How to run a background check

In general, a background check is not something you can conduct fully by yourself. The legislation may differ depending on the area where you operate, but, in most cases, you’ll need to work closely with a legally-compliant Consumer Reporting Agency or background screening firm, which will help you develop the right screening program for your needs.

The process of vetting candidates may look different from country to country or even from state to state And you always need to make sure you’re compliant with your local legislation before you decide to run (or not run) a pre-employment background check.

In most states, you need to procure written permission by the candidate before conducting a background check on them—but if they refuse, you are allowed to exclude them from the selection pool. You’re also not allowed to check a candidate’s medical information or genetic information and family medical history. You may also need to provide the candidate with a copy of your background report and information on how to contact the background screening firm you used.

In most cases, a pre-employment background check won’t take more than 72 hours to complete. However, as we’re still amid the Great Reshuffle and it’s hard to retain top talent, hiring surges may cause delays in the process.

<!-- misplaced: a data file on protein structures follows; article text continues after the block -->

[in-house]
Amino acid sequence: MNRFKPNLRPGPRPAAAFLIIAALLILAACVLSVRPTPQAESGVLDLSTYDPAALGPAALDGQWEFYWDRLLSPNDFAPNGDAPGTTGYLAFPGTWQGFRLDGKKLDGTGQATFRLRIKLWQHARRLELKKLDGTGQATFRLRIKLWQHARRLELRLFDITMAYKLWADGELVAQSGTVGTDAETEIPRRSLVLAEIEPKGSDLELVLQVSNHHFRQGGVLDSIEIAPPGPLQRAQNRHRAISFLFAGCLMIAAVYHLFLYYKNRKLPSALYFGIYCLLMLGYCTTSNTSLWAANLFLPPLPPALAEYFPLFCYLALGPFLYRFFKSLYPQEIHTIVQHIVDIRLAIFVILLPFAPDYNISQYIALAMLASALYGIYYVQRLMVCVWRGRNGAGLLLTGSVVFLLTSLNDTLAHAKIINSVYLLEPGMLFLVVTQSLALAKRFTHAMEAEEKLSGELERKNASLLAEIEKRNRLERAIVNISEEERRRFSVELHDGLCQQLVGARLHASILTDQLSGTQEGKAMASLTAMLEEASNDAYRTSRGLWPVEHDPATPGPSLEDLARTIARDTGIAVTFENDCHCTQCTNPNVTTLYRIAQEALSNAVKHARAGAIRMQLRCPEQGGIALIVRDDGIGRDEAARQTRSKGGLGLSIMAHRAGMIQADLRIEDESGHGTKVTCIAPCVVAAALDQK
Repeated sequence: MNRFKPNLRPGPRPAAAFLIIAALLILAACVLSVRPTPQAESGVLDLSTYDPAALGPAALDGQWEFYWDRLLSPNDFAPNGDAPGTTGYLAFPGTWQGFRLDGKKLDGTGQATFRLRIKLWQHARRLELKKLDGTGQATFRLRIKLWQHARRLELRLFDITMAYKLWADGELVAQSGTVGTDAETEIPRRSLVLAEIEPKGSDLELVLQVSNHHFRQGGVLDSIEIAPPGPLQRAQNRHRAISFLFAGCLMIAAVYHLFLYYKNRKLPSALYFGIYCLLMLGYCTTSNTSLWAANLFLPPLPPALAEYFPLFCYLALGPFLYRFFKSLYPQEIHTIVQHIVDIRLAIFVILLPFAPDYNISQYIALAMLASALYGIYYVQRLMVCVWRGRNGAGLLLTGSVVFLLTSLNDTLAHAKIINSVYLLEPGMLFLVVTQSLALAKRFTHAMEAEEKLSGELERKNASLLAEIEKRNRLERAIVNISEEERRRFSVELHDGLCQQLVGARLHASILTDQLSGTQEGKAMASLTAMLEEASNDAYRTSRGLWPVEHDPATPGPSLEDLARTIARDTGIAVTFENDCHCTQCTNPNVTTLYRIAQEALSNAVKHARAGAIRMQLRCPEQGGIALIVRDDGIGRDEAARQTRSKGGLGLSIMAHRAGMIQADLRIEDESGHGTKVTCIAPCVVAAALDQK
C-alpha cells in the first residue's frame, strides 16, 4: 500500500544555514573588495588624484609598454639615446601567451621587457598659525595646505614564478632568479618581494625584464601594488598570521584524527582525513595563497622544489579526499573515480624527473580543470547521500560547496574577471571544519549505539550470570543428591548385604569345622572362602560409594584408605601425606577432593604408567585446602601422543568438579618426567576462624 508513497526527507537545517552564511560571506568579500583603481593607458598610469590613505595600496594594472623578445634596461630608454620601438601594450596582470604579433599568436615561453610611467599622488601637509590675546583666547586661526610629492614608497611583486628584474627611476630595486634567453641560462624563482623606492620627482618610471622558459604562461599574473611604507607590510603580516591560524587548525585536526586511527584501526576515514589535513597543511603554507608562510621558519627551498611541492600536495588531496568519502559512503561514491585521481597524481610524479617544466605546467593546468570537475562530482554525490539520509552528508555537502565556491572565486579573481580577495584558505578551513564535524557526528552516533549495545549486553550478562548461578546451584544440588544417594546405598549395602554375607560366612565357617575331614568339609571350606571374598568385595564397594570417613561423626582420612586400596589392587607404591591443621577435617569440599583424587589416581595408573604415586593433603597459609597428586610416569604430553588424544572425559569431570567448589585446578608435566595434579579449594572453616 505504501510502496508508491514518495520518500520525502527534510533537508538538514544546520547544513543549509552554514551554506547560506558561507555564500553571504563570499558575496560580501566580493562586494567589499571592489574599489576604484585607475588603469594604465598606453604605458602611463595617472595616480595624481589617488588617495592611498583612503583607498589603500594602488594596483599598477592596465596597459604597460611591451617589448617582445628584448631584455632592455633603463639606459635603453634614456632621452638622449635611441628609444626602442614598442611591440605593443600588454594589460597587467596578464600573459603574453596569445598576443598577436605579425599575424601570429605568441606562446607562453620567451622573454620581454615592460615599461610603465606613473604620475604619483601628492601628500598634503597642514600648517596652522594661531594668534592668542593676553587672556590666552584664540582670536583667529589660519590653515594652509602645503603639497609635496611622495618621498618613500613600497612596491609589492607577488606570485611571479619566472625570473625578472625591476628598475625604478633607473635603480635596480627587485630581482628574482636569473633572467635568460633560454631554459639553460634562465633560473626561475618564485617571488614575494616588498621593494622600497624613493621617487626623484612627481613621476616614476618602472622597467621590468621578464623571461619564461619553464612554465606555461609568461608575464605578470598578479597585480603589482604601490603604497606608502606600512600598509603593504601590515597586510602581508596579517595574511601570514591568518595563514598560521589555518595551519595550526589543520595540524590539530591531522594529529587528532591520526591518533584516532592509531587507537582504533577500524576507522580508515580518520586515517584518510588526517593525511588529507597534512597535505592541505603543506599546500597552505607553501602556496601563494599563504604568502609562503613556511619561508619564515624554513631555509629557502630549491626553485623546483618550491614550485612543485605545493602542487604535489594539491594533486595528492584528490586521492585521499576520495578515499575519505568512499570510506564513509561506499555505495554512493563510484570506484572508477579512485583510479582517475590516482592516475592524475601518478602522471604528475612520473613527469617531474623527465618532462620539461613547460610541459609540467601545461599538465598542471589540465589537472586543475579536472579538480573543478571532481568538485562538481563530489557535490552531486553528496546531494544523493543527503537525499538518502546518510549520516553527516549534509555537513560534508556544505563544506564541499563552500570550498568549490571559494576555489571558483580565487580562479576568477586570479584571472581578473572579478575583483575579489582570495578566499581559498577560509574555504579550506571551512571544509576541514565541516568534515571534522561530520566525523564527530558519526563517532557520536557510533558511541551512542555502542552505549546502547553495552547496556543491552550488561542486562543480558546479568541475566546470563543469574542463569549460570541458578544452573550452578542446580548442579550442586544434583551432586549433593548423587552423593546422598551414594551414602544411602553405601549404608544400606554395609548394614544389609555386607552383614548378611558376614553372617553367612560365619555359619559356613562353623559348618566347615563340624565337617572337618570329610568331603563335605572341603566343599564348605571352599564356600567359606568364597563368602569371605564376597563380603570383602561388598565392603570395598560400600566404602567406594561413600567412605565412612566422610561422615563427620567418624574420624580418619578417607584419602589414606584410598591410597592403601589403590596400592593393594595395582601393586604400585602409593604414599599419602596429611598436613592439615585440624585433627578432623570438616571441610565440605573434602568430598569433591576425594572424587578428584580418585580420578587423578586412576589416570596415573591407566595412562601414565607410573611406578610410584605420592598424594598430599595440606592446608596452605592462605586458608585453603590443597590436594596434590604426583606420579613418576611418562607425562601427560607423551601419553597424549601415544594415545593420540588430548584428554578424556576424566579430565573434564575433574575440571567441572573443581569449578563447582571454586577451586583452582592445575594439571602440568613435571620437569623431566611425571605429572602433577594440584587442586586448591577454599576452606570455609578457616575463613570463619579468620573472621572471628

Finally, with the rise of remote and hybrid workspaces opening the doors to international talent, background checks can be a bit more complicated. Nowadays it’s not uncommon for a candidate to have education credits from one country and employment history from another, which means your firm will have to check records from different countries and potentially request for verified translations (if the records are originally in a different language than English). This should also be baked into the allotted time you have set for the background check.

A successful hiring decision relies on multiple factors

And background checks are only one of them. For example, you’ll need to assess candidates’ skills through assignments and check if they’re a culture fit through behavioral interview questions.

Then, what you do once you’ve hired them also matters. A good candidate will turn into a great employee if you invest in them, help them grow their skills, and give them opportunities for career growth.

The first step, though, is to build a structured hiring process, specifically one that includes background checks. This will lead to better decision-making—and therefore a better organization.